While much of the white-collar bar awaits the Supreme Court's decisions in the trio of honest services fraud cases on its docket (Jeffrey Skilling, Conrad Black and Bruce Weyhrauch) why not talk about the FCPA and honest services fraud!
What is honest services fraud? Stay tuned for the Supreme Court's decisions.
For present purposes, honest services fraud is part of the mail and wire fraud statutes and is found at 18 USC 1346 which simply states that the term “scheme or artifice to defraud” includes a scheme or artifice to deprive another of the intangible right of honest services.
What does this have to do with the Foreign Corrupt Practices Act?
It turns out, not much, but that is not how the DOJ saw it when charging James Giffen in 2004. (For more on the Giffen case see here).
The Giffen superceding indictment focuses on charges that he made unlawful payments totaling more than $78 million to the former Prime Minister and Oil Minister of Kazakhstan in violation of the FCPA.
In addition to the FCPA charges, the indictment also alleged that Giffen's actions violated 18 USC 1346 by depriving the citizens of Kazakhstan of the honest services of their government officials.
Yes, you did read that correctly - the DOJ alleged that Giffen deprived the citizens of Kazakhstan of the honest services of their government officials. That is why the Giffen honest services fraud charge is one of the more curious "tag-a-long" charges ever in an FCPA enforcement action.
Unlike most FCPA defendants (corporate and individual) Giffen mounted, and still is mounting, an aggressive legal defense.
In 2004, Giffen moved to dismiss portions of the charges that alleged a scheme to deprive the citizens of Kazakhstan of the honest services of their government officials. He asserted that application of the honest services fraud theory of Section 1346 to Kazakhstan impermissibly extended the mail and wire fraud statutes to cover activities beyond Congress' original intent.
Judge William Pauley of the Southern District of New York agreed with Giffen and granted his motion to dismiss portions of the charges that alleged a scheme to deprive the citizens of Kazakhstan of the honest services of their government officials. See U.S. v. Giffen, 326 F.Supp.2d 497 (S.D.N.Y. 2004).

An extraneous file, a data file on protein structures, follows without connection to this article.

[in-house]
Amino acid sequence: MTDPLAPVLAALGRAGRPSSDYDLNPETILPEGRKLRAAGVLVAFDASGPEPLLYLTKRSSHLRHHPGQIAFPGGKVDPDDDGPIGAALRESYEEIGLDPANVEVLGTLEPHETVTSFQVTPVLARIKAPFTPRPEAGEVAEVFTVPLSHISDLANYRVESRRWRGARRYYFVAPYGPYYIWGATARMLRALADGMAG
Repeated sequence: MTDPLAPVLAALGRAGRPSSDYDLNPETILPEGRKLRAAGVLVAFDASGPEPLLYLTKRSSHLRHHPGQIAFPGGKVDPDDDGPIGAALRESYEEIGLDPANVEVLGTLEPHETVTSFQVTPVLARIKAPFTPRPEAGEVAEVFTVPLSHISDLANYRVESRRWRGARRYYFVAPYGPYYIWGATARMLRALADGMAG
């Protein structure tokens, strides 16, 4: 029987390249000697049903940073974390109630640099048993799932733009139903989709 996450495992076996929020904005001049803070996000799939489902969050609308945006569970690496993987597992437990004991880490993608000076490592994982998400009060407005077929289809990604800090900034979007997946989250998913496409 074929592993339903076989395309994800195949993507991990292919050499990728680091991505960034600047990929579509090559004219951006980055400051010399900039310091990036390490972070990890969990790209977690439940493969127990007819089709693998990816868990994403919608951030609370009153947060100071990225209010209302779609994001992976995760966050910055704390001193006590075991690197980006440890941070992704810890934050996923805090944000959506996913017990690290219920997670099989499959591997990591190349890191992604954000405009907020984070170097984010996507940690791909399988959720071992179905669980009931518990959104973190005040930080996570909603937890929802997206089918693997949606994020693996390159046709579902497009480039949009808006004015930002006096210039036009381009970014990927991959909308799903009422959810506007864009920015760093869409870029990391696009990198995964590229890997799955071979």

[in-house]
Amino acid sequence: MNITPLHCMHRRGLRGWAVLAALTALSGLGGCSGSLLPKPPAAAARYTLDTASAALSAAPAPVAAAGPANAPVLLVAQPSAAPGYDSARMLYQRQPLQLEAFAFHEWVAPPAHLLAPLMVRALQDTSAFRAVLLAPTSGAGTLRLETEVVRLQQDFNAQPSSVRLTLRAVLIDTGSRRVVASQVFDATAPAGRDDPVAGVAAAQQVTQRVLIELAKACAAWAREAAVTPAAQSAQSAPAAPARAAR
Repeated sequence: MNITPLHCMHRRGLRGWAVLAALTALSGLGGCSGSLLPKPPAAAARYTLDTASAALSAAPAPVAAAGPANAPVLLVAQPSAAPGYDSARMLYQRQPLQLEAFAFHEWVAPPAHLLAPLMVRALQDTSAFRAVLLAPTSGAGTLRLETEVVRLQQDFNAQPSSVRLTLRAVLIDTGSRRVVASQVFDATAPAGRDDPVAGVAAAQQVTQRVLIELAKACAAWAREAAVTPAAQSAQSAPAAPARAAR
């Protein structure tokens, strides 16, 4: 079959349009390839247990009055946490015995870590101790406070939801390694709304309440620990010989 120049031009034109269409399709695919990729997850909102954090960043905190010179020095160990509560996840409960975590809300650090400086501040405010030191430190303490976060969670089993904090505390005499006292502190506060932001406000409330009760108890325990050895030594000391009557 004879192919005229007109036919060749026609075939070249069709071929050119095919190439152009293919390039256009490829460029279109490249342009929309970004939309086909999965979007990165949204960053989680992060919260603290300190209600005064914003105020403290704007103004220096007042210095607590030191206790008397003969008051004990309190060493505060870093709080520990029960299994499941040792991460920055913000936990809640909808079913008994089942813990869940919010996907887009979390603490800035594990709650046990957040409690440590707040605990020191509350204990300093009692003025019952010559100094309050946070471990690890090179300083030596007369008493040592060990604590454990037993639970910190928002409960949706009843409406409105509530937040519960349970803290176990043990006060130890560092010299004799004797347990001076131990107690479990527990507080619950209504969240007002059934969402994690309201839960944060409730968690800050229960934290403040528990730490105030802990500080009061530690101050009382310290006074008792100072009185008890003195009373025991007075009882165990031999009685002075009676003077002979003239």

In so holding, Judge Pauley stated that the DOJ offered "the slenderest of reeds to support its expansive interpretation." Among other things, Judge Pauley noted that the DOJ could not point to "any decision where a court upheld application of the honest services theory in an international setting involving a foreign government and its citizens."
When the DOJ pointed to "two 25-year old indictments" charging a similar theory, Judge Pauley noted that the DOJ "has not unearthed any published decision on the issue" and that the DOJ "conceded that there were no court decisions addressing the validity of the two 25-year old indictments." Judge Pauley further stated that just because certain U.S. Attorneys were able to obtain indictments "under an intangible rights theory, grounded between a foreign government and its citizenry, is not the kind or quality of precedent this Court need consider."
Accordingly, Judge Pauley concluded that "Congress did not intend that the intangible right to honest services encompasses bribery of foreign officials in foreign countries" and that "application of Section 1346 to Giffen [was] unconstitutional."
As FCPA practitioners well know, many current FCPA legal theories are aggressive, untested and not supported by any case law or other meaningful precedent or guidance.
If challenged, would a judge (like Judge Pauley in Giffen) conclude that the DOJ offered the "slenderest of reeds" to support its expansive interpretations?
What case law would the DOJ cite to support certain of its aggressive interpretations (such as employees of seemingly "commercial" enterprises being "foreign officials" under the FCPA)? Would DOJ not have to concede that there are no court decisions addressing the validity of its interpretations?
All interesting (and important) questions to ponder while awaiting the Supreme Court's honest services fraud decisions.